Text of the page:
“The shift is not on the TV content, but on the way they consume content. They prefer to watch it on-demand than on the linear broadcast. And they multi-task: they don’t just want to watch the content, they will probably be doing two or three other tasks too.”
Bernardo warned that TV can sometimes forget the needs of ordinary teenagers, though: the more aspirational they are – with displays of conspicuous wealth for example – the closer the stars of online shows are to their audience, since they’re “just normal kids doing cool or outrageous stuff”.
Bernado also had a warning for Angry Birds developer Rovio Mobile, which has well-known ambitions to turn its mobile game brand into a TV and film property. “If you take two years to create the movie or TV show, probably the audience for Angry Birds has found another cool thing to play or follow,” he said.
Is the fragmented nature of teenagers’ media consumption a challenge for advertisers and brands? Perhaps it’s more an opportunity: Higgins explained that American Idol’s sponsors are part of its content across all platforms. “Coke wants the 360: they don’t wanna just have the cup sitting in front of the judges. When clips are put onto YouTube, Coke follows it there. When it’s on Facebook, Coke follows it there. So whenever you’re experiencing American Idol, you’re experiencing Coke.”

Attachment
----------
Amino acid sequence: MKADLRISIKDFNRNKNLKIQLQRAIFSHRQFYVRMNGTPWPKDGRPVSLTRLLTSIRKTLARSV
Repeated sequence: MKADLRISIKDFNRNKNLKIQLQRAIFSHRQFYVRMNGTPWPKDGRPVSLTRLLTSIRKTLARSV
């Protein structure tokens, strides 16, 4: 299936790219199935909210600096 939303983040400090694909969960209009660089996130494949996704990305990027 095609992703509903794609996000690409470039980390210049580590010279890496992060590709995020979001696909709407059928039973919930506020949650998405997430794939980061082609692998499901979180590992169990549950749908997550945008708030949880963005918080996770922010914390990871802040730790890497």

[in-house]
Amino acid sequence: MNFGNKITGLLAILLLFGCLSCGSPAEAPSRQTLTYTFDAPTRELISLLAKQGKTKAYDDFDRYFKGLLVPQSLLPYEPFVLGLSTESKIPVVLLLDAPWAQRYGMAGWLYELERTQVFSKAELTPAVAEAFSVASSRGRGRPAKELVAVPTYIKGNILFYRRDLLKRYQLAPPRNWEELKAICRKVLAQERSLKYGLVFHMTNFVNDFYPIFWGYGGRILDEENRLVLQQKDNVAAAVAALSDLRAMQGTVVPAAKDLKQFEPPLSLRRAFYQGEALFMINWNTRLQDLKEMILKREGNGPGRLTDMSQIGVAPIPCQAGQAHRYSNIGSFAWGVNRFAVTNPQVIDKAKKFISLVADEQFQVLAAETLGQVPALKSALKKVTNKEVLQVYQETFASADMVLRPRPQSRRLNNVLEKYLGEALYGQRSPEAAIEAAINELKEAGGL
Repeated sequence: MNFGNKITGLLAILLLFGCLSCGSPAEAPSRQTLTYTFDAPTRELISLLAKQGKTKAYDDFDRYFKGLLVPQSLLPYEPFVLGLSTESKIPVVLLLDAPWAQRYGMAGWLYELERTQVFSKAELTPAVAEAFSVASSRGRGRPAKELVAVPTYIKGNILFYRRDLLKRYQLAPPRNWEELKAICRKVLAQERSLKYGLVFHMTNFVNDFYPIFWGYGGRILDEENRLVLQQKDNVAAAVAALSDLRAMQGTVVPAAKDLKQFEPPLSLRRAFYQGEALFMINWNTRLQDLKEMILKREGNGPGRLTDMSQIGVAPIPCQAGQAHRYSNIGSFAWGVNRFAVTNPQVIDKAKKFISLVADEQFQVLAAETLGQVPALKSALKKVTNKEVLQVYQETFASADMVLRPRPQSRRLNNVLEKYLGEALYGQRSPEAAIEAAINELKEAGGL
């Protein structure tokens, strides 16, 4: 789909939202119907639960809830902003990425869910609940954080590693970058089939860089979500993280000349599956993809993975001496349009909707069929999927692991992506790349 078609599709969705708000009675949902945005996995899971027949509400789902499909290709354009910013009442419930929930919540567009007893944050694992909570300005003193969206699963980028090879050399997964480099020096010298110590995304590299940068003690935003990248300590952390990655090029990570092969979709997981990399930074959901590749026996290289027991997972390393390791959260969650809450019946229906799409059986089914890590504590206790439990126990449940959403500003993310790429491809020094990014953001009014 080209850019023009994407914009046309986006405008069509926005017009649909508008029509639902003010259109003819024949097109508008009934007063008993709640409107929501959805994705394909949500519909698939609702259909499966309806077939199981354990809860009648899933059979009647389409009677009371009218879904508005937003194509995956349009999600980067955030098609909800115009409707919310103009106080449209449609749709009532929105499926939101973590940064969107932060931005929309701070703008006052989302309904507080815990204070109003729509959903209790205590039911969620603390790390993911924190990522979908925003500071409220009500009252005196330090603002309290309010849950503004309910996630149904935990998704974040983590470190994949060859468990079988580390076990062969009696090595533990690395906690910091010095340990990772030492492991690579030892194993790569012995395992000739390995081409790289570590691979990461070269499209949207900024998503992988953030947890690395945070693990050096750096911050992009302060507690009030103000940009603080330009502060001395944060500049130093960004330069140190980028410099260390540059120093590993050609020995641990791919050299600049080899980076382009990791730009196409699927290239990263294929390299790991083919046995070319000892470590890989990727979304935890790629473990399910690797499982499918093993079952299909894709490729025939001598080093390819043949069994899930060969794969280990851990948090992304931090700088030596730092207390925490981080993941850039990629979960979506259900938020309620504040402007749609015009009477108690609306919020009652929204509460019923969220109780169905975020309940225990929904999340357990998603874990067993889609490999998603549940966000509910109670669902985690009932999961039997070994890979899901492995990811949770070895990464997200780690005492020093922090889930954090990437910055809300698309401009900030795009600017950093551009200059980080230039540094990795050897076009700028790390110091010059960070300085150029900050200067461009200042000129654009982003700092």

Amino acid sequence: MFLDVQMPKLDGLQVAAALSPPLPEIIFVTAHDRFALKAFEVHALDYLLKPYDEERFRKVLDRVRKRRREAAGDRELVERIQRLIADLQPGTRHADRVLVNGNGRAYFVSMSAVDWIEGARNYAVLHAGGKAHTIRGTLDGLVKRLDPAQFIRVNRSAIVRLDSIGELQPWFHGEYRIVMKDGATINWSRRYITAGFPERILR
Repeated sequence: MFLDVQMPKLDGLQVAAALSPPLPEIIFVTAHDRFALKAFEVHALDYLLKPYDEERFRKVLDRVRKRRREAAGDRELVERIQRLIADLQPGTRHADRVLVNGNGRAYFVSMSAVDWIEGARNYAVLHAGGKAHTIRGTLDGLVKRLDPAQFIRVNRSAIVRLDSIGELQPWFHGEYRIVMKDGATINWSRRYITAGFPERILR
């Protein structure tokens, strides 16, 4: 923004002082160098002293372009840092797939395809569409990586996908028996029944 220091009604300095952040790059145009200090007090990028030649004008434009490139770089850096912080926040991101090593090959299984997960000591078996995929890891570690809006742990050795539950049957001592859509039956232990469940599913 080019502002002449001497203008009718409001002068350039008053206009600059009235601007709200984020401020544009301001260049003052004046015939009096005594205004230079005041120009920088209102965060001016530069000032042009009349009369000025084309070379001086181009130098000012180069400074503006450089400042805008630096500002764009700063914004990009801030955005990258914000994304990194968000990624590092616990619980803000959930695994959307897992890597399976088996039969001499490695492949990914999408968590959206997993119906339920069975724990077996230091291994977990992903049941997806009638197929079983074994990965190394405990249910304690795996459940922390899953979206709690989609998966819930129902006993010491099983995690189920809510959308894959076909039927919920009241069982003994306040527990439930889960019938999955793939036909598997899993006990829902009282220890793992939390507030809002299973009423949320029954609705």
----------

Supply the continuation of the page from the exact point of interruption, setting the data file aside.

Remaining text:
Bernardo suggested that people are watching more television, not less, thanks to the multiplication of devices and platforms to watch it on. Meir jumped in at this point: “Ubiquity wins. You want to get an audience everywhere, every place that you possibly can… Kids today want to play with your brand, they wanna live your brand, wear your property, and they wanna control it. They want to build around it… The more you give them control and ability to interact with your property, the more connected they will be.”
How does this change companies’ views on how they create shows or properties? Character and story development remains unchanged, said Higgins, pointing out that doing “little shortform things online doesn’t mean you can shortform your characters”.